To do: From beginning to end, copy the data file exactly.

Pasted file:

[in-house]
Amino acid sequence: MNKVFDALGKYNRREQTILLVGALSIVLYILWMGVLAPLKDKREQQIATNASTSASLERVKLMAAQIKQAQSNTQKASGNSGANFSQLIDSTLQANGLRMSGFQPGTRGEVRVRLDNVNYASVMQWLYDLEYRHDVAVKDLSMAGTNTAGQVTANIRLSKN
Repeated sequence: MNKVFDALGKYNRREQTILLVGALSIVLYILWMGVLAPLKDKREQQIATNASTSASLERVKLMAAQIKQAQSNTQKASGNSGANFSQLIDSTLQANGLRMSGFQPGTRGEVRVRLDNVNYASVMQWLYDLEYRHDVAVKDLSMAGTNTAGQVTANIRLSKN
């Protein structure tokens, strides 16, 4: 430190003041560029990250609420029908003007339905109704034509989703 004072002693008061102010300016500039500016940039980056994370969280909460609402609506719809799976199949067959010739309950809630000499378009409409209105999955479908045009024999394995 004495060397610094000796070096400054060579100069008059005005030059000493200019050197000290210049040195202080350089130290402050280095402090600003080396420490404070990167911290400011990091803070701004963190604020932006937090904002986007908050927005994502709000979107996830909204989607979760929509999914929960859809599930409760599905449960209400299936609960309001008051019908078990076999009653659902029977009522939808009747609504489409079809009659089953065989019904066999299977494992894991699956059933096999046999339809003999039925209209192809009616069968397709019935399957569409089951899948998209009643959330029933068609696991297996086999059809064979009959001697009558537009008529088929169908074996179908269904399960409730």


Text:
[in-house]
Amino acid sequence: MNKVFDALGKYNRREQTILLVGALSIVLYILWMGVLAPLKDKREQQIATNASTSASLERVKLMAAQIKQAQSNTQKASGNSGANFSQLIDSTLQANGLRMSGFQPGTRGEVRVRLDNVNYASVMQWLYDLEYRHDVAVKDLSMAGTNTAGQVTANIRLSKN
Repeated sequence: MNKVFDALGKYNRREQTILLVGALSIVLYILWMGVLAPLKDKREQQIATNASTSASLERVKLMAAQIKQAQSNTQKASGNSGANFSQLIDSTLQANGLRMSGFQPGTRGEVRVRLDNVNYASVMQWLYDLEYRHDVAVKDLSMAGTNTAGQVTANIRLSKN
């Protein structure tokens, strides 16, 4: 430190003041560029990250609420029908003007339905109704034509989703 004072002693008061102010300016500039500016940039980056994370969280909460609402609506719809799976199949067959010739309950809630000499378009409409209105999955479908045009024999394995 004495060397610094000796070096400054060579100069008059005005030059000493200019050197000290210049040195202080350089130290402050280095402090600003080396420490404070990167911290400011990091803070701004963190604020932006937090904002986007908050927005994502709000979107996830909204989607979760929509999914929960859809599930409760599905449960209400299936609960309001008051019908078990076999009653659902029977009522939808009747609504489409079809009659089953065989019904066999299977494992894991699956059933096999046999339809003999039925209209192809009616069968397709019935399957569409089951899948998209009643959330029933068609696991297996086999059809064979009959001697009558537009008529088929169908074996179908269904399960409730």